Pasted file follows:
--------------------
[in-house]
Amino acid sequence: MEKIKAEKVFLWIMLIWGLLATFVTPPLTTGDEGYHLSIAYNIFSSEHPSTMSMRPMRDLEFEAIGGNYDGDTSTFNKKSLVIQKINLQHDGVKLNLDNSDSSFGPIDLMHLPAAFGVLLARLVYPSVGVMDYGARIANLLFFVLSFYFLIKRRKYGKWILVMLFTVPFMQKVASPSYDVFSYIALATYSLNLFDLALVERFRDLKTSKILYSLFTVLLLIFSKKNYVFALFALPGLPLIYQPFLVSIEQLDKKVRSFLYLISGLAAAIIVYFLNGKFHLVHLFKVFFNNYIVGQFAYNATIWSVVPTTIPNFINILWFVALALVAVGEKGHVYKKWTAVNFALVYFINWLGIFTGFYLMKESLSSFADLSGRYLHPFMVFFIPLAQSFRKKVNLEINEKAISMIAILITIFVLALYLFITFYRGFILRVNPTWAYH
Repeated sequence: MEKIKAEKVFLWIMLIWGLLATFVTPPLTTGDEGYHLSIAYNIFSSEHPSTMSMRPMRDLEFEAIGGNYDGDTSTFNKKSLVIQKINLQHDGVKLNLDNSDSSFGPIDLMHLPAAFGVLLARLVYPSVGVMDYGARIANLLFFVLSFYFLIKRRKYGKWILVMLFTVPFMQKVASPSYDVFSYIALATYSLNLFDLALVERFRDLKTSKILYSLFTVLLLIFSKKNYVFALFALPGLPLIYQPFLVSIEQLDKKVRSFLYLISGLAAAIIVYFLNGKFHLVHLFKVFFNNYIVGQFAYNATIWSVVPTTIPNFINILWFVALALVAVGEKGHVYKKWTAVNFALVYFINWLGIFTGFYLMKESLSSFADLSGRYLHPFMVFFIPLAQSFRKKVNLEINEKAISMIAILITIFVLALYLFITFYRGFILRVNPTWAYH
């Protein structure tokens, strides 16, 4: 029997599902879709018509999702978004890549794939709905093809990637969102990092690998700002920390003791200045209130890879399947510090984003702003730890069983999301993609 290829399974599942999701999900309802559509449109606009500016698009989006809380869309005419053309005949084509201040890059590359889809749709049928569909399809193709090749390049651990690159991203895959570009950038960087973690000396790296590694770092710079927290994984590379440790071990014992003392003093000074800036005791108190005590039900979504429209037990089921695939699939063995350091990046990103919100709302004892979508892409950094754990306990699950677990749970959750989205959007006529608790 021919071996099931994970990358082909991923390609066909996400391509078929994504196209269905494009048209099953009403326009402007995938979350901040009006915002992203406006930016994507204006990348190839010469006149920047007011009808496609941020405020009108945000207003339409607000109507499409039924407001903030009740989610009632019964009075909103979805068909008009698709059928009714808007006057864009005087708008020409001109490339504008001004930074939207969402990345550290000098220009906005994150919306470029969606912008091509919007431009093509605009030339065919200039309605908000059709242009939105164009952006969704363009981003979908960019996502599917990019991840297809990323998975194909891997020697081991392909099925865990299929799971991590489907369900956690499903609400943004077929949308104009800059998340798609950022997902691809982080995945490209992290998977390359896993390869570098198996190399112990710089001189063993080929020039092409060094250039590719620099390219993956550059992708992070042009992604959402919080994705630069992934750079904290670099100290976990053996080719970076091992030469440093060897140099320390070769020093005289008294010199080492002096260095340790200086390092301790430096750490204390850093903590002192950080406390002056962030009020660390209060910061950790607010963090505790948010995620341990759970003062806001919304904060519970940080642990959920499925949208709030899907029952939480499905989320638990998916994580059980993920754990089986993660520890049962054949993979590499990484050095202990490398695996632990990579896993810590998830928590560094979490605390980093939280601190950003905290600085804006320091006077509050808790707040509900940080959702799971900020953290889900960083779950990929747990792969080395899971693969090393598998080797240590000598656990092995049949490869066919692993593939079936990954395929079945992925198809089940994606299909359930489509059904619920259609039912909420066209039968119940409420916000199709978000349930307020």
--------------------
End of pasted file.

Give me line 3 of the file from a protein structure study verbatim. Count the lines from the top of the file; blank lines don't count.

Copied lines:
Repeated sequence: MEKIKAEKVFLWIMLIWGLLATFVTPPLTTGDEGYHLSIAYNIFSSEHPSTMSMRPMRDLEFEAIGGNYDGDTSTFNKKSLVIQKINLQHDGVKLNLDNSDSSFGPIDLMHLPAAFGVLLARLVYPSVGVMDYGARIANLLFFVLSFYFLIKRRKYGKWILVMLFTVPFMQKVASPSYDVFSYIALATYSLNLFDLALVERFRDLKTSKILYSLFTVLLLIFSKKNYVFALFALPGLPLIYQPFLVSIEQLDKKVRSFLYLISGLAAAIIVYFLNGKFHLVHLFKVFFNNYIVGQFAYNATIWSVVPTTIPNFINILWFVALALVAVGEKGHVYKKWTAVNFALVYFINWLGIFTGFYLMKESLSSFADLSGRYLHPFMVFFIPLAQSFRKKVNLEINEKAISMIAILITIFVLALYLFITFYRGFILRVNPTWAYH